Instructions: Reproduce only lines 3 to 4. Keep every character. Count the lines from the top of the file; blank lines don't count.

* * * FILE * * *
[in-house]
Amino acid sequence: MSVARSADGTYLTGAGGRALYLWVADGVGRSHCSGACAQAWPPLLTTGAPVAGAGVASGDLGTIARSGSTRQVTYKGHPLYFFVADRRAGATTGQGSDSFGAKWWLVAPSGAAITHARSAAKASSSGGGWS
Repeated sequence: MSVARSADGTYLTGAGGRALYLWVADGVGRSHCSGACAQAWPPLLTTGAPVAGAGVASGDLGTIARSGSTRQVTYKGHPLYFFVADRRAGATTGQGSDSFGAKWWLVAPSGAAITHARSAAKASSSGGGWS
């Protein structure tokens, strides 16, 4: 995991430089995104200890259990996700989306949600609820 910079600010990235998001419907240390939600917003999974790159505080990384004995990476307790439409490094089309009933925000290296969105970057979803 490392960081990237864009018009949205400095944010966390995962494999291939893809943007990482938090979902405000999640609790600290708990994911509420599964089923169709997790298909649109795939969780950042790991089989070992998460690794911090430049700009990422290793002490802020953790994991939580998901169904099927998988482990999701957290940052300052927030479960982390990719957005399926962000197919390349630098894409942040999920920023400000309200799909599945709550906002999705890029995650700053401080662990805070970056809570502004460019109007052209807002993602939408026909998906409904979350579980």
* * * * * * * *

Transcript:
Repeated sequence: MSVARSADGTYLTGAGGRALYLWVADGVGRSHCSGACAQAWPPLLTTGAPVAGAGVASGDLGTIARSGSTRQVTYKGHPLYFFVADRRAGATTGQGSDSFGAKWWLVAPSGAAITHARSAAKASSSGGGWS
């Protein structure tokens, strides 16, 4: 995991430089995104200890259990996700989306949600609820 910079600010990235998001419907240390939600917003999974790159505080990384004995990476307790439409490094089309009933925000290296969105970057979803 490392960081990237864009018009949205400095944010966390995962494999291939893809943007990482938090979902405000999640609790600290708990994911509420599964089923169709997790298909649109795939969780950042790991089989070992998460690794911090430049700009990422290793002490802020953790994991939580998901169904099927998988482990999701957290940052300052927030479960982390990719957005399926962000197919390349630098894409942040999920920023400000309200799909599945709550906002999705890029995650700053401080662990805070970056809570502004460019109007052209807002993602939408026909998906409904979350579980």